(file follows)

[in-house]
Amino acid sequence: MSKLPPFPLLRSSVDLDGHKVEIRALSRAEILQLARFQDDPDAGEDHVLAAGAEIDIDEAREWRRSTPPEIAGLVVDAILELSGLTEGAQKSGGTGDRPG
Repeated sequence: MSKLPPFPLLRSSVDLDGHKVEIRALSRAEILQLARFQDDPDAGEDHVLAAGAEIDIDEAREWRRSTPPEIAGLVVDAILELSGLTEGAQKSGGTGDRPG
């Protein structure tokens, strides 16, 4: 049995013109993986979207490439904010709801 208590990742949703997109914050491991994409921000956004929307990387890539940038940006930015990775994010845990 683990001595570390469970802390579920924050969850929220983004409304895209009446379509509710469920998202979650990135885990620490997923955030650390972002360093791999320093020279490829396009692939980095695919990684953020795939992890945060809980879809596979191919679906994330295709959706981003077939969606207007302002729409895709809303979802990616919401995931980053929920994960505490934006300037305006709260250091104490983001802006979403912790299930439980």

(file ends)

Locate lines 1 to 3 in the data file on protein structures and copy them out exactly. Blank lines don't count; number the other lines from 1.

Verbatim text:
[in-house]
Amino acid sequence: MSKLPPFPLLRSSVDLDGHKVEIRALSRAEILQLARFQDDPDAGEDHVLAAGAEIDIDEAREWRRSTPPEIAGLVVDAILELSGLTEGAQKSGGTGDRPG
Repeated sequence: MSKLPPFPLLRSSVDLDGHKVEIRALSRAEILQLARFQDDPDAGEDHVLAAGAEIDIDEAREWRRSTPPEIAGLVVDAILELSGLTEGAQKSGGTGDRPG